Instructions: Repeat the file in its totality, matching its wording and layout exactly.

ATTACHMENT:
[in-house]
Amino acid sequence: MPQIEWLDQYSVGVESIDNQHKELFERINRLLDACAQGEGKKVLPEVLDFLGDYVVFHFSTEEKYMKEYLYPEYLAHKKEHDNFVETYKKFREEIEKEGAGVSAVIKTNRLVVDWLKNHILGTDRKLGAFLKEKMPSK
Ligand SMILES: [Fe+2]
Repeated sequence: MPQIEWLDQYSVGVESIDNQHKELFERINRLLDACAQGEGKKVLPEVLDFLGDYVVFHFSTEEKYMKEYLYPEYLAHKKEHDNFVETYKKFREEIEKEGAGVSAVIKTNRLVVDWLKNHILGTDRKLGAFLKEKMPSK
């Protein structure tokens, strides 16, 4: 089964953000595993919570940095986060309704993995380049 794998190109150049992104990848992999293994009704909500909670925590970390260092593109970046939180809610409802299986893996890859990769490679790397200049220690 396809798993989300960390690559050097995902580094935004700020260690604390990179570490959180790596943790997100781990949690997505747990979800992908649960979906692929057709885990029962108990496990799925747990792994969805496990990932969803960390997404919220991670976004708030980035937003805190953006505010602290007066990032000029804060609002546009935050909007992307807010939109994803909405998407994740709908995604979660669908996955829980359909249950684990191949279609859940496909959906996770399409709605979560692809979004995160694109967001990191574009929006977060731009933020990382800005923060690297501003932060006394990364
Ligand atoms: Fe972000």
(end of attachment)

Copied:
[in-house]
Amino acid sequence: MPQIEWLDQYSVGVESIDNQHKELFERINRLLDACAQGEGKKVLPEVLDFLGDYVVFHFSTEEKYMKEYLYPEYLAHKKEHDNFVETYKKFREEIEKEGAGVSAVIKTNRLVVDWLKNHILGTDRKLGAFLKEKMPSK
Ligand SMILES: [Fe+2]
Repeated sequence: MPQIEWLDQYSVGVESIDNQHKELFERINRLLDACAQGEGKKVLPEVLDFLGDYVVFHFSTEEKYMKEYLYPEYLAHKKEHDNFVETYKKFREEIEKEGAGVSAVIKTNRLVVDWLKNHILGTDRKLGAFLKEKMPSK
């Protein structure tokens, strides 16, 4: 089964953000595993919570940095986060309704993995380049 794998190109150049992104990848992999293994009704909500909670925590970390260092593109970046939180809610409802299986893996890859990769490679790397200049220690 396809798993989300960390690559050097995902580094935004700020260690604390990179570490959180790596943790997100781990949690997505747990979800992908649960979906692929057709885990029962108990496990799925747990792994969805496990990932969803960390997404919220991670976004708030980035937003805190953006505010602290007066990032000029804060609002546009935050909007992307807010939109994803909405998407994740709908995604979660669908996955829980359909249950684990191949279609859940496909959906996770399409709605979560692809979004995160694109967001990191574009929006977060731009933020990382800005923060690297501003932060006394990364
Ligand atoms: Fe972000």